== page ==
I should also add one other flaw regarding the OP: It depends entirely on assuming that freelance writers “provide a service” (look carefully at the quoted statutory language). That’s… not at all certain; intellectual property is not a service, and “writing” is not in the business of many publishers.

      My favorite policy hobgoblin is certitude about uncertainty. The only certitude anyone should ever have in the face of uncertainty, or ambiguous scope/definitions, is that someone will attempt to exploit that uncertainty (or ambiguous scope/definitions) in pursuit of an entirely unrelated agenda.

        • There’s a huge difference between “crush” and “use for your own advantage.” This is one of the fundamental problems with neoclassical economic theory, especially when misextended from individual-transaction scale to broader scales, let alone macroeconomics: There’s a difference between the victim being “a person” and “a person’s financial advantage.”

            • There’s also risk’s occassional outcome: reward.

              A lot of businesses now decried, especially in tech, went in with no safety net, no guarantee of success, and were often laughed at. They persevered, brought something new to the world and were rewarded grandly for it.

              Risk brings reward but it also requires competency.

              Not every attempt succeeds nor do those that succeed succeed big.
              But those that do tend to remake the world.

              Computers are an excellent example. For a couple decades people (outside SF) laughed off the idea of people owning their own computer. Ken Olson, founder of DEC became the poster child fpr that mindset when in 1974,David Ahl, one of his regional marketing reps brought to him a proposal for a small file cabinet sized single user computer for small businesses.

              “Ahl was part of a group that was constructing a computer for the home in 1974, but Olsen refused to support the full development and marketing of the system. Ahl later recounted his unhappy experience. In 1980 he published in “Creative Computing” his conversation with Gordon Bell, an important innovator in the computer field employed at DEC.

              Dave: Just prior to the time I left DEC in 1974 I remember Ken Olsen (president of DEC) saying that he couldn’t see any need or any use for a computer in someone’s home and, as I recall, at the time you took some issue with that. Then he repeated it several years later at the World Future Society meeting in Boston and some people in the audience took issue with that.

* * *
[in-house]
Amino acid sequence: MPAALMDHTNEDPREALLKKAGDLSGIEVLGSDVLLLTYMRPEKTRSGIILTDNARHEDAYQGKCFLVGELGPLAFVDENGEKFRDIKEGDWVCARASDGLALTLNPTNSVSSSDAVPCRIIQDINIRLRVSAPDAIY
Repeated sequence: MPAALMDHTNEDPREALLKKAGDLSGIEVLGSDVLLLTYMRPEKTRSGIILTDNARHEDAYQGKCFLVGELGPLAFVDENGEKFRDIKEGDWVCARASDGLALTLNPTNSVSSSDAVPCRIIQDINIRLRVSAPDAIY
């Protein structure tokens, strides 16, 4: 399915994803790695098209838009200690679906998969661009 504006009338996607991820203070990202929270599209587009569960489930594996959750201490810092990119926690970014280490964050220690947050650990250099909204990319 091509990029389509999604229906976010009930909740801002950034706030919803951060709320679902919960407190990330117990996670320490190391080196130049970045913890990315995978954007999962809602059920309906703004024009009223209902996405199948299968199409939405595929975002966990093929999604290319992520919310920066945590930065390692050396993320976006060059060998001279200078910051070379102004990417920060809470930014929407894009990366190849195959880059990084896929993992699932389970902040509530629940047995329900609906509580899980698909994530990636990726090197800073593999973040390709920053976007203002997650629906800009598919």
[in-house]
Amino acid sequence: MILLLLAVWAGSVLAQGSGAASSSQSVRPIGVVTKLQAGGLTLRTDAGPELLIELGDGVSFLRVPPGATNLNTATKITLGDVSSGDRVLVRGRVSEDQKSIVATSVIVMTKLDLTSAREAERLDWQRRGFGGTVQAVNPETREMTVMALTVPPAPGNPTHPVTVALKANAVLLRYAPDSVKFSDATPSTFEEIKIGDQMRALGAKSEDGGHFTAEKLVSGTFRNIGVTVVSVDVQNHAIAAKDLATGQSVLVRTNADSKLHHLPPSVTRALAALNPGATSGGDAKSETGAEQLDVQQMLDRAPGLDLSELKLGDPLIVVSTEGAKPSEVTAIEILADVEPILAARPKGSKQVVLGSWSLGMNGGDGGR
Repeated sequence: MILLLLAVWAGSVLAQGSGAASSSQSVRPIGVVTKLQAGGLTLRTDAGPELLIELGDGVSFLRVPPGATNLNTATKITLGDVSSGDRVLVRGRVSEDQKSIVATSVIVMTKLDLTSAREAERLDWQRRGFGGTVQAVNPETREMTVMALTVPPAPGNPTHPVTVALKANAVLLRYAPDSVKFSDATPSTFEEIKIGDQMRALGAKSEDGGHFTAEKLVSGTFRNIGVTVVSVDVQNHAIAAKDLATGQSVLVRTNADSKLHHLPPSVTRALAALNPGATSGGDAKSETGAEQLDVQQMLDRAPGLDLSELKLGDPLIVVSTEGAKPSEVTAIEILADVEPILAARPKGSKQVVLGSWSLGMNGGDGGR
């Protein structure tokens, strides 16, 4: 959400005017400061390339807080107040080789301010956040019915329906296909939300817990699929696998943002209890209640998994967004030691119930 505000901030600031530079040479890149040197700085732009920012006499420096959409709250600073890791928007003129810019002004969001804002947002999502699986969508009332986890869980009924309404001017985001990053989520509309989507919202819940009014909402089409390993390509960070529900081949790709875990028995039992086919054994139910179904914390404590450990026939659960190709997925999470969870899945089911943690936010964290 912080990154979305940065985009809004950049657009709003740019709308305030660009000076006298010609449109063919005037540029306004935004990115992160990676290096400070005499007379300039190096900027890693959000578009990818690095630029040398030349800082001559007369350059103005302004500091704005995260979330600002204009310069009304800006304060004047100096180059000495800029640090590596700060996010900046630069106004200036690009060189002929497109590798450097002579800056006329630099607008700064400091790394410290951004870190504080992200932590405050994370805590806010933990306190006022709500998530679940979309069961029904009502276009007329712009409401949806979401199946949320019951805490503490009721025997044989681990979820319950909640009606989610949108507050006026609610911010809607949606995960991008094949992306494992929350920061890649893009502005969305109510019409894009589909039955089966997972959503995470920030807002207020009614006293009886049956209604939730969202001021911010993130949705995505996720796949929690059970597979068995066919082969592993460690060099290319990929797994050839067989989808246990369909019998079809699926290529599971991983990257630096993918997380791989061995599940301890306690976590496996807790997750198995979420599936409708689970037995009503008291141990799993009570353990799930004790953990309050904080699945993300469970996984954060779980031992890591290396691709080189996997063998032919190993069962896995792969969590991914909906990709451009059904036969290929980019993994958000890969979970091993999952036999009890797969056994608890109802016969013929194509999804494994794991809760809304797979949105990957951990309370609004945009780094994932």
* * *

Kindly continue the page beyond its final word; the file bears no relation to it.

Yeah, some folks took issue with that.
              The PC Revolution was their reply.
              (Thanks primarily to PCs and the Internet US productivity tripled over two de ades from $2.9T to over $10T.)

              One of tbose was Bill Gates quit HARVARD and devoted himself to writing a BASIC interpreter, solely on spec, for the ALTAIR, the first consumer microcomputer *kit*. From there he created Micro-Soft to sell baggies with paper tapes and a mimeographed instruction sheet.
              His mission statement was : a computer on every desk and in every home. (Unstated: all running Microsoft software.)

              He gambled his entire future and made it stick.
              Risk is part of the equation; competency is the other.

  3. AB5 has had another interesting result for the very large corporation that employs me. We use consultants and freelancers for a variety of purposes. (Please pardon the vagueness; corp. rules.) Once AB5 became law, we were instantly unable to hire any consultant or freelancer to work in California. Any onsite work must happen outside CA. Even if it’s being done by a major consulting firm. Consultants and freelancers who are located in CA are flatly SOL when it comes to working with us. Our lawyers are unwilling to incur the legal risk presented by AB5.

    • Then your corp. needs new lawyers…

      …or, more likely, new liability insurance underwriters. At least in the part(s) of the entertainment industry on which I’ve done consulting for CA entities in the last decade, more often than not the lawyers’ opinion of what good employment policy was (or was not) was determined by “If we do x, and then get sued, will we be covered? Will a defense be tendered, whether or not we did anything wrong?” That’s especially true for the “more traditional” parts of the entertainment industry, like film/television production, live theatre, and publishing — most of the time it’s blamed on “the lawyers,” it’s really “the lawyers were told coverage would be denied.”

      Which is an explanation and not an excuse. AB5 is a horribly badly written statute, primarily because they didn’t get litigators who actually do employment litigation from both sides of the v. to review the text to see if it would actually accomplish the objective without (as we used to say in my first, far-more-dangerous career) excessive collateral damage.

      • Maybe not doing business is CA is cheaper and simpler?
        Modern communications tech (available long before the pandemic) means that in many (most?) cases work need not be carried out in any specific location. Outsourcing isn’t just for manufacturing or call centers.

        Speaking of the video business, it is my understanding that CA has lost a big share of the filming work to Vancouver and Toronto due to regulations. The CW might not exist without Vancouver techs and their lower labor costs.